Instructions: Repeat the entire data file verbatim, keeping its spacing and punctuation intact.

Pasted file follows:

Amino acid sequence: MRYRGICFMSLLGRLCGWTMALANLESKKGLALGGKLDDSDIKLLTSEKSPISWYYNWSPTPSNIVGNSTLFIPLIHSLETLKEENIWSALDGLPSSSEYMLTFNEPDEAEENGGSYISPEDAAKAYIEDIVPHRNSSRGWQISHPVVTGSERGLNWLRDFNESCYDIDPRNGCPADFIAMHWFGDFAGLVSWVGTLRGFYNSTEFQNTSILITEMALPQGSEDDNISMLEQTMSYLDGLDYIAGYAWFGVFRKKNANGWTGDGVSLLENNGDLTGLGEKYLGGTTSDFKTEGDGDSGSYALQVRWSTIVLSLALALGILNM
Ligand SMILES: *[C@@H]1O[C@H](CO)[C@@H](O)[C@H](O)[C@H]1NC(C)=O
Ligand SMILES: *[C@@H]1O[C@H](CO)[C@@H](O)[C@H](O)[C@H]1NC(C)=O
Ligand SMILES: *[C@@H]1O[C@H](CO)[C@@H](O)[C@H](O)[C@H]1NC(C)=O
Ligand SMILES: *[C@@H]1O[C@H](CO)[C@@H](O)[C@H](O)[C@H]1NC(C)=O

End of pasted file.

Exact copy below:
Amino acid sequence: MRYRGICFMSLLGRLCGWTMALANLESKKGLALGGKLDDSDIKLLTSEKSPISWYYNWSPTPSNIVGNSTLFIPLIHSLETLKEENIWSALDGLPSSSEYMLTFNEPDEAEENGGSYISPEDAAKAYIEDIVPHRNSSRGWQISHPVVTGSERGLNWLRDFNESCYDIDPRNGCPADFIAMHWFGDFAGLVSWVGTLRGFYNSTEFQNTSILITEMALPQGSEDDNISMLEQTMSYLDGLDYIAGYAWFGVFRKKNANGWTGDGVSLLENNGDLTGLGEKYLGGTTSDFKTEGDGDSGSYALQVRWSTIVLSLALALGILNM
Ligand SMILES: *[C@@H]1O[C@H](CO)[C@@H](O)[C@H](O)[C@H]1NC(C)=O
Ligand SMILES: *[C@@H]1O[C@H](CO)[C@@H](O)[C@H](O)[C@H]1NC(C)=O
Ligand SMILES: *[C@@H]1O[C@H](CO)[C@@H](O)[C@H](O)[C@H]1NC(C)=O
Ligand SMILES: *[C@@H]1O[C@H](CO)[C@@H](O)[C@H](O)[C@H]1NC(C)=O